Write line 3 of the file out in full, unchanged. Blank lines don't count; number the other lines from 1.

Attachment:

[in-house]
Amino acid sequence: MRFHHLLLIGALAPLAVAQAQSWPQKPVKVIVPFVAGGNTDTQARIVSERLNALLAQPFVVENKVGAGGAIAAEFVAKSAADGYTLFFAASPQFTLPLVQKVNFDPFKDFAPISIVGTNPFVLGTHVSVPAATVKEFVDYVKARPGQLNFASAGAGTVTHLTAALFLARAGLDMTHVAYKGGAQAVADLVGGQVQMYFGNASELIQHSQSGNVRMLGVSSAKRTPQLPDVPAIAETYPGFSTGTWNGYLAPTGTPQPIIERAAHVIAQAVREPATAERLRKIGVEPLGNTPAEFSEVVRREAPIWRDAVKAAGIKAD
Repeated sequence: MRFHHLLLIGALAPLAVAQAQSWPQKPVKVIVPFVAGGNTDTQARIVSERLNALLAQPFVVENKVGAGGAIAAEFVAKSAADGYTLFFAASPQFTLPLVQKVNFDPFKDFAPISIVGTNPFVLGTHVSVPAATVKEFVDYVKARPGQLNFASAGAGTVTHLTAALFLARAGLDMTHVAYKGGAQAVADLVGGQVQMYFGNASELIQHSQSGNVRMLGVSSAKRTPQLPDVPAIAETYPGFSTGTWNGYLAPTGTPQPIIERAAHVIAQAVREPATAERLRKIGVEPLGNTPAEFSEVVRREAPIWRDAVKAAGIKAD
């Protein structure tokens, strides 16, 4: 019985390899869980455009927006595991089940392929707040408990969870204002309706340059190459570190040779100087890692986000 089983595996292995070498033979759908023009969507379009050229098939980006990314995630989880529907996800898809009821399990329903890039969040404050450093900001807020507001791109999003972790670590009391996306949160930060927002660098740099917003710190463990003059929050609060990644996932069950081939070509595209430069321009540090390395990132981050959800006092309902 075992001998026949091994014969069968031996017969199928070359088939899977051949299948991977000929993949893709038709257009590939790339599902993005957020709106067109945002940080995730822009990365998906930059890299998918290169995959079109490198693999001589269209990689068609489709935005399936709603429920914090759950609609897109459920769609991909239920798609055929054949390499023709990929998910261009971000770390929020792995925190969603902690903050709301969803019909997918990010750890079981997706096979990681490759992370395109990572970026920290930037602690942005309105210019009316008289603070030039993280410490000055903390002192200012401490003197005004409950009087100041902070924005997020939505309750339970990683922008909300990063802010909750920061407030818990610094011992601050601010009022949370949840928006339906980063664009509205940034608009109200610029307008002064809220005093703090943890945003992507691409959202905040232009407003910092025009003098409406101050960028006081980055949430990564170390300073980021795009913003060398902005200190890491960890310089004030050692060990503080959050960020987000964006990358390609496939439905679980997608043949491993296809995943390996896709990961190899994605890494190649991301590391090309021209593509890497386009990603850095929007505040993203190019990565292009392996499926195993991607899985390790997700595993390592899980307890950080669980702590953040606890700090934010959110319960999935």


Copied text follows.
Repeated sequence: MRFHHLLLIGALAPLAVAQAQSWPQKPVKVIVPFVAGGNTDTQARIVSERLNALLAQPFVVENKVGAGGAIAAEFVAKSAADGYTLFFAASPQFTLPLVQKVNFDPFKDFAPISIVGTNPFVLGTHVSVPAATVKEFVDYVKARPGQLNFASAGAGTVTHLTAALFLARAGLDMTHVAYKGGAQAVADLVGGQVQMYFGNASELIQHSQSGNVRMLGVSSAKRTPQLPDVPAIAETYPGFSTGTWNGYLAPTGTPQPIIERAAHVIAQAVREPATAERLRKIGVEPLGNTPAEFSEVVRREAPIWRDAVKAAGIKAD